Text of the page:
Kaneko’s exceptional artistic accomplishments in public art, set design, and architectural projects have led to his work  now being displayed in over fifty museum collections throughout the world including Arabia Museum, Helsinki, Finland; Detroit Institute of Arts; Los Angeles County Art Museum; Museum of Art and Design, NY; The National Museum of Art, Osaka, Japan; Philadelphia Museum of Art; Phoenix Art Museum and Smithsonian American Art Museum.

I think it is truly fantastic to see ceramic sculptures successfully manifested on this scale.

 

 

 

Dango ceramic – 2011

  ( Elaine Baker gallery )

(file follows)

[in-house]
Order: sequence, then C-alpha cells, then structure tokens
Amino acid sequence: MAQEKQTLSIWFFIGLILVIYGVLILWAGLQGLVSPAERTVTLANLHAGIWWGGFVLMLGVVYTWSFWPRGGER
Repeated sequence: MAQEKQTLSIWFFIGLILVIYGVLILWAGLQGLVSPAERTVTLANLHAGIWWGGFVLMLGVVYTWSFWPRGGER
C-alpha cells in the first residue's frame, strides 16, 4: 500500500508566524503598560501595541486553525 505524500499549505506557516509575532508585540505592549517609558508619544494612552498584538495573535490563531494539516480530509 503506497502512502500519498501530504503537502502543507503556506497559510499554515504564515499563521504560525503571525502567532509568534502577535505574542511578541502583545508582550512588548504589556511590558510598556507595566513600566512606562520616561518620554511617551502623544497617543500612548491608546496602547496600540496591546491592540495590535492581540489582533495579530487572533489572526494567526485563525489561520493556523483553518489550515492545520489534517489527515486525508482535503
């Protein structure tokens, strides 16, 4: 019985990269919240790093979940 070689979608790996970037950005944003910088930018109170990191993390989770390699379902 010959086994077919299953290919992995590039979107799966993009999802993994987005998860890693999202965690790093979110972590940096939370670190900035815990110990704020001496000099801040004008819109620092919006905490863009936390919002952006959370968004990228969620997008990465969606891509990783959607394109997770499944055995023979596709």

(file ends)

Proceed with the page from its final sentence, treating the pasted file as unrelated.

Locks Gallery

Philadelphia

Mission Clay Pittsburgh Project

Locks Gallery

Philadelphia

This photo exemplifies the bold rhythmic patterns Jun likes to use on the surface decoration of his giant ” 3d canvases “

Mint Museum – North Carolina

 

Kaneko on the spatial conceptualization of his work ( interview with Mary Mcinnes)

 

So when I’m making small piece, I don’t want to give a chance to the viewer to step back and then look around and look at my piece. I just want them to just grab right into it. They look at it. They’re drawn to it. Just go straight into the piece. If that was possible, this viewer is not outside the work anymore. They’re feeling inside the work. Therefore, they can’t compare this and that. They are it.